Unicornuate uterus (Pic. 1), occurs due to a complete or partial failure in development of one Mullerian duct; sometimes it is associated with a rudimentary horn, which can communicate or not with uterine cavity or contain functional endometrium.

Unicornuate uterus accounts for 5 percent of all Mullerian anomalies (Pic. 2), occurring in general population, approximately, to 1 in 4020 women; in about 84 percent of these cases a contralateral rudimentary horn exists, almost always of a non-communicating type.

The presence of a rudimentary uterine horn with cavity leads to well characteristic gynecological and obstetrical complications. Most rudimentary horns are asymptomatic; however, some contain functional endometrium, although not necessarily normal. Cyclic or chronic pelvic pain (usually the presenting symptom), hematometra, and endometriosis are often associated in these cases. 

Pregnancy in a rudimentary horn is rare and the outcome almost always unfavorable, usually ending in rupture during the first or second trimester with a potentially life-threatening heavy bleeding, with significant phoetal morbidity and mortality. Despite the availability and advances on imagiologic procedures, recognition of this ectopic pregnancy is frequently made at laparotomy after abdominal pain and collapse.

Associated diseases

This anomaly is usually associated with ipsilateral renal agenesis (67%) or ipsilateral pelvic kidney and less commonly, the skeleton can be affected. Other associated anomalies such as an ectopic ovary tissue and, more rarely, absent ipsilateral gonad could occur.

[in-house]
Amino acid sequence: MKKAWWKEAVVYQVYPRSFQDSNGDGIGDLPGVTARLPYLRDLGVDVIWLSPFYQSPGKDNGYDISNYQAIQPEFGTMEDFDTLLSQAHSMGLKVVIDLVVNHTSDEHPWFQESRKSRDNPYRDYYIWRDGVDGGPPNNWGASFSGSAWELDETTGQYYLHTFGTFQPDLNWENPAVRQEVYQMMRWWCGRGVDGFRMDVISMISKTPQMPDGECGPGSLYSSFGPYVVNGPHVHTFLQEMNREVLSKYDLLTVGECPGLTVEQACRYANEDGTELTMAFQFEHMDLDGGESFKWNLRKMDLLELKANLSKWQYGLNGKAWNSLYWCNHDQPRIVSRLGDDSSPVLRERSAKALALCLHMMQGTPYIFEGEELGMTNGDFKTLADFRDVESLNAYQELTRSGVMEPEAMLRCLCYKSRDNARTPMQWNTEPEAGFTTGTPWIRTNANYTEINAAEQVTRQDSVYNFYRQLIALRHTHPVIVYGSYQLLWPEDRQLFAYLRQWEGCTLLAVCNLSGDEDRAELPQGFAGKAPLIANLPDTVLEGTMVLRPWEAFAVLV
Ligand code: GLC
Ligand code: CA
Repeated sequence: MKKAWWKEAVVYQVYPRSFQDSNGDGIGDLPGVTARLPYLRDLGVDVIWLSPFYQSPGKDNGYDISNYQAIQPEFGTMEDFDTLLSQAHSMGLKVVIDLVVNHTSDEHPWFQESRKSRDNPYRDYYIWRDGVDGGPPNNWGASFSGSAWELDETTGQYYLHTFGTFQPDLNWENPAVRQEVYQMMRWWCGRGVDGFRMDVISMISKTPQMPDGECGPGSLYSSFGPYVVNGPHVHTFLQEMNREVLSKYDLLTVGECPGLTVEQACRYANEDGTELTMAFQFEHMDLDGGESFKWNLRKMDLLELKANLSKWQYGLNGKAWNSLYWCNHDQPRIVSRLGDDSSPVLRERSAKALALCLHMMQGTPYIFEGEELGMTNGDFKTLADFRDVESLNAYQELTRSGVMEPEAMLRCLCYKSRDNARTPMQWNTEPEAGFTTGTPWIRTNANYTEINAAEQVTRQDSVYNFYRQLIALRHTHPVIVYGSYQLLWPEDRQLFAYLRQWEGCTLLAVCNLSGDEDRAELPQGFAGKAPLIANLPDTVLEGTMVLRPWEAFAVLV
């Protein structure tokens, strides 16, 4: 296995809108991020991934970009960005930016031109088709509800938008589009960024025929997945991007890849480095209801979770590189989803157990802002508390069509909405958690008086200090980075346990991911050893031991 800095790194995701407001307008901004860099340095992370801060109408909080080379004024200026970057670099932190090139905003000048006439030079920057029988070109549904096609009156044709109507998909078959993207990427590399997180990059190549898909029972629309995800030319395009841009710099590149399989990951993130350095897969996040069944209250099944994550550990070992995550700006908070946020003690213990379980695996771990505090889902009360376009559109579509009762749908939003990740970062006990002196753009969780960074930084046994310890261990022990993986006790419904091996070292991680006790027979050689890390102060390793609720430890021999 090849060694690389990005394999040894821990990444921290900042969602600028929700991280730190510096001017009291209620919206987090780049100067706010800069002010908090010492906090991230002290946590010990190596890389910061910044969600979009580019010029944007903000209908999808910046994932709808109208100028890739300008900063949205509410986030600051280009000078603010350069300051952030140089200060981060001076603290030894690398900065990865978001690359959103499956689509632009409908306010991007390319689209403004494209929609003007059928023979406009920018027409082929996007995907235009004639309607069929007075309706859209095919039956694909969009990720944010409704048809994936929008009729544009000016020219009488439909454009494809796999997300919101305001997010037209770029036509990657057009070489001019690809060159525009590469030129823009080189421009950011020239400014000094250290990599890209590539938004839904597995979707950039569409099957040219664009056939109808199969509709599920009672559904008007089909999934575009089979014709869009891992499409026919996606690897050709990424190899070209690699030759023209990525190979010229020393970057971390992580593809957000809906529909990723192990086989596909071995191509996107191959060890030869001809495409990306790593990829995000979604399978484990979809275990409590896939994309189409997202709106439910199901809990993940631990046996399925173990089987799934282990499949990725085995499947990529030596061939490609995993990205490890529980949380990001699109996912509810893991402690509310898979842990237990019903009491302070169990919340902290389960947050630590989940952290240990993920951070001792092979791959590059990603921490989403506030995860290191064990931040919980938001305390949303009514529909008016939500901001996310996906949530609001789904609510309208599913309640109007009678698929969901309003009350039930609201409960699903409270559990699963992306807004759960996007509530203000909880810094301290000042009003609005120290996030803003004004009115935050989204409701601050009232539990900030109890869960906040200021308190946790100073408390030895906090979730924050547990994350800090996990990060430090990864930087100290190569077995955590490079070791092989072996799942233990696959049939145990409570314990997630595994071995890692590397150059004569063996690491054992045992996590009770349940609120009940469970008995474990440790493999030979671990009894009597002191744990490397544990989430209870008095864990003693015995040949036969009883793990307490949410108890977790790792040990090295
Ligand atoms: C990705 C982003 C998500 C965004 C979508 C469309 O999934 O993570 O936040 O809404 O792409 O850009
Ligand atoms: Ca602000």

Complications

A unicornuate uterus may be associated with a rudimentary horn  ( Pic. 3; Pic. 4) on the opposite site. This horn may be communicating with the uterus, and linked to the ipsilateral tube. Occasionally a pregnancy may implant into such a horn setting up a dangerous situation as such pregnancy can lead to a potentially fatal uterine rupture. Surgical resection of the horn is indicated (Pic. 5; Pic. 6).

Risk factors

Uterine malformations are associated with genetic and teratogenic factors. Seen as problematic can be contact with any substance with teratogenic potential during pregnancy. Fetus is the most vulnerable in the period of 2 to 12 weeks.

The reproductive performance of women with unicornuate uterus is poor, with a live birth rate of only 29.2%, prematurity rate of 44%, and an ectopic pregnancy rate of 4%. Moreover, women with this anomaly, present rates of 24.3% first trimester abortion, and 9.7% second trimester abortion and 10.5% intrauterine fetal demise. It has been suggested that first trimester abortion, intrauterine growth restriction, and stillbirths may be explained by an abnormal uterine blood flow (absent or abnormal uterine or ovarian artery). Second trimester abortions and preterm deliveries are thought to be due to decreased muscle mass in the unicornuate uterus as well as cervical incompetence. Patients with a unicornuate uterus present a higher risk of obstetrical complications such as intrauterine growth restriction, preterm delivery and intrauterine fetal demise, and only a few obstetrical risks can be reduced by a particular pregnancy follow up and specific interventions. According to the current guidelines of the American Congress of Obstetricians and Gynecologists (ACOG) for the management of unicornuate uterus pregnancies, it is reasonable to consider serial growth ultrasound examinations.